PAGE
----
[R] metafor - interpretion of QM in mixed-effects model with factor moderator
Viechtbauer Wolfgang (STAT)
wolfgang.viechtbauer at maastrichtuniversity.nl
Wed Feb 27 13:57:47 CET 2013
Please see my comments below.
Best,
Wolfgang
> -----Original Message-----
> From: r-help-bounces at r-project.org [mailto:r-help-bounces at r-project.org]
> On Behalf Of Rachel Slatyer
> Sent: Wednesday, February 27, 2013 06:00
> To: R-help at r-project.org
> Subject: [R] metafor - interpretion of QM in mixed-effects model with
> factor moderator
>
> Hi,
>
> I'm using metafor to perform a mixed-effects meta-analysis. I'd like to
> test whether the effect is different for animals and plants/whether
> "group"
> (animal/plant) influences the effect size, but am having trouble
> interpreting the results I get. I've read previous posts about QM in
> metafor, but I'm still a bit confused. I've dummy-coded the factors:
>
> MData$k.animal<-ifelse(MData$Type=="Animal",1,0)
> MData$k.plant<-ifelse(MData$Type=="Plant",1,0)
>
> I've then run the model with the following script:
>
> MixModel<-rma(z, v.z., mods=cbind(k.animal, k.plant), intercept=FALSE,
> data=MData, subset=(Response=="Tolerance"))
>
> I receive the output:
>
> Test of Moderators (coefficient(s) 1,2):
> QM(df = 2) = 8.5758, p-val = 0.0137
>
> Model Results:
>
> estimate se zval pval ci.lb ci.ub
> k.animal 0.4877 0.2703 1.8042 0.0712 -0.0421 1.0175 .
> k.plant 0.5095 0.2209 2.3066 0.0211 0.0766 0.9424 *
>
> Does this mean that, overall, there is a significant effect of "group" on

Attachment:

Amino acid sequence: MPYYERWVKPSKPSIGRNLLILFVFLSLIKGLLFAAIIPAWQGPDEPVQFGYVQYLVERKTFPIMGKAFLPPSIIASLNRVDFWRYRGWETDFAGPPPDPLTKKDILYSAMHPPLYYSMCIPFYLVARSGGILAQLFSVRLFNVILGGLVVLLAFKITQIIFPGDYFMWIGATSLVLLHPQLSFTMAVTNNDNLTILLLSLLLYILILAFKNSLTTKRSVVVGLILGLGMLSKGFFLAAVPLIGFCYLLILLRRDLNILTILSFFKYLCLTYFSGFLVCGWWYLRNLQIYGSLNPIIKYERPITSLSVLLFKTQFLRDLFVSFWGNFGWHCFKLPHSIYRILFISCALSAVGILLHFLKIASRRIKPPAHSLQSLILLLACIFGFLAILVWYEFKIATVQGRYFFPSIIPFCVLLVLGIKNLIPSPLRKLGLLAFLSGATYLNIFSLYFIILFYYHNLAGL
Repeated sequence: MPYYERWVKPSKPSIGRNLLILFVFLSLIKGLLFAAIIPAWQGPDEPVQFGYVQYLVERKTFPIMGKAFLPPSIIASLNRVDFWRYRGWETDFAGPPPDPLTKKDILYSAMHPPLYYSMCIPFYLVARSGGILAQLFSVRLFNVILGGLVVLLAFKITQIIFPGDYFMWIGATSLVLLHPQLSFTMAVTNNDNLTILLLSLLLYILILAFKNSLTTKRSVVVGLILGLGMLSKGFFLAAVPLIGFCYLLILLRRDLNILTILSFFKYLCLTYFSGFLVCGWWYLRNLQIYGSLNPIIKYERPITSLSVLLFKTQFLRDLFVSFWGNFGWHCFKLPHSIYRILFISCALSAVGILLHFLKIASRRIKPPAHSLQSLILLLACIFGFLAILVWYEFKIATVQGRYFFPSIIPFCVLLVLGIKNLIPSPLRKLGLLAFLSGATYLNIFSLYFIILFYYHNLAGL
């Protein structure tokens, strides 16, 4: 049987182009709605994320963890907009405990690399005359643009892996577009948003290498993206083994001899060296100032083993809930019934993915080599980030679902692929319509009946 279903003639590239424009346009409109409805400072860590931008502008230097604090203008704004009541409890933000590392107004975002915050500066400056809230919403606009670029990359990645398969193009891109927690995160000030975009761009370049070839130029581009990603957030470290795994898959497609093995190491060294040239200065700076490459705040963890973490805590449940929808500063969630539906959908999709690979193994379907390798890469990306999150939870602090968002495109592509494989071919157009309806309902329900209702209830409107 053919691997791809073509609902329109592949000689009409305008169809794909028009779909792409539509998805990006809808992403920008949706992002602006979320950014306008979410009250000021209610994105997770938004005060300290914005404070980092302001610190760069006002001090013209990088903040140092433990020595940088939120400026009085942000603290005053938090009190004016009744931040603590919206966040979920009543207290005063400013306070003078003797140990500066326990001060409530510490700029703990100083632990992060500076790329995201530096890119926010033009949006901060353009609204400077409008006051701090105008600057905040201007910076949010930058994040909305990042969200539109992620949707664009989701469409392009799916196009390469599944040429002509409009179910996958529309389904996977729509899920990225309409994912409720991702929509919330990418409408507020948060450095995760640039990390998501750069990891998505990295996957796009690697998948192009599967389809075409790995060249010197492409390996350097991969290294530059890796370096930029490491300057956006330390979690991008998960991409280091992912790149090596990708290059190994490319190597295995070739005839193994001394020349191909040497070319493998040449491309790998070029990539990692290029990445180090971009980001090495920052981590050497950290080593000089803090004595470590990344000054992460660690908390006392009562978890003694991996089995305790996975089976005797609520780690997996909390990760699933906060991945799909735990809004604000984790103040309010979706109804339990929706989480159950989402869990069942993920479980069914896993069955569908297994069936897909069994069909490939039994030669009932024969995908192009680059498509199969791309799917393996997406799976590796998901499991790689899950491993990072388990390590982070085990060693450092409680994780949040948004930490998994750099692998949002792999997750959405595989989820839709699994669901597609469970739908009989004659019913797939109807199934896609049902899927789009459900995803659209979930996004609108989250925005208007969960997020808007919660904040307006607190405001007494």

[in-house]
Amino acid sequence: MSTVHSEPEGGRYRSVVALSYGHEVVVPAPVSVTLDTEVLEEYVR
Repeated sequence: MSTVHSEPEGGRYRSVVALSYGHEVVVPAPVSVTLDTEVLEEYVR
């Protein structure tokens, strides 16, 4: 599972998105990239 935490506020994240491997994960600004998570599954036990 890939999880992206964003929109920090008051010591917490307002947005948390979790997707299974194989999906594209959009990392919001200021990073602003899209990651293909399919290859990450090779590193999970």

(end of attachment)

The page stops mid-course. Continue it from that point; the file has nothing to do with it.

> the overall effect size (based on the QM test)?
Not quite. Since you have removed the intercept, the two estimates reflect the estimated effect sizes (or to be precise, the estimated average effect sizes) for "animals" and "plants", respectively. The QM test is testing these two coefficients simultaneously, so it is testing the null hypothesis that the average effect sizes are both equal to 0. Since the test is significant, we can reject that null hypothesis. However, this does not test whether the effect is different for animals or plants.
> If I want to test whether
> the effect size for plants is different to that for animals, can I use:
>
> MixModel2<-rma(z, v.z., mods=cbind(k.plant), data=MData,
> subset=(Response=="Tolerance")) ?
>
> Here I get:
>
> Test of Moderators (coefficient(s) 2):
> QM(df = 1) = 0.0039, p-val = 0.9502
>
> Model Results:
>
> estimate se zval pval ci.lb ci.ub
> intrcpt 0.4877 0.2703 1.8042 0.0712 -0.0421 1.0175 .
> k.plant 0.0218 0.3491 0.0624 0.9502 -0.6624 0.7060
>
> Does this mean that there is no significant difference in effect size
> between plants and animals (now the intercept?) ? Or is this something
> completely different?
Correct. Now you are testing whether the difference in the average effect for "plants" is different from the average effect for "animals". The estimated difference is 0.0218 (so the estimated average effect for plants is 0.4877 + 0.0218 = 0.5095 -- the same value as obtained from your first model), which is not significantly different from zero.
This is a nice example to illustrate that the common practice of subgrouping (whether it be in a meta-analysis or in a primary trial) and testing effects within subgroups can be misleading. Note that your first example indicates a significant effect for plants, but not for animals. If you were to fit a random-effects model just within the subset of studies with animals and just within the subset of studies with plants, you will probably obtain rather similar results as in your first model (the difference only arising from the fact that in your first model, tau^2 is estimated once, while two separate models within those two subgroups will also give you two separate values for tau^2). However, the difference in the effect is far from significant and that is in fact the proper test of this interaction.
> I'd really appreciate any input,
>
> Rachel Slatyer
>
> [[alternative HTML version deleted]]
>
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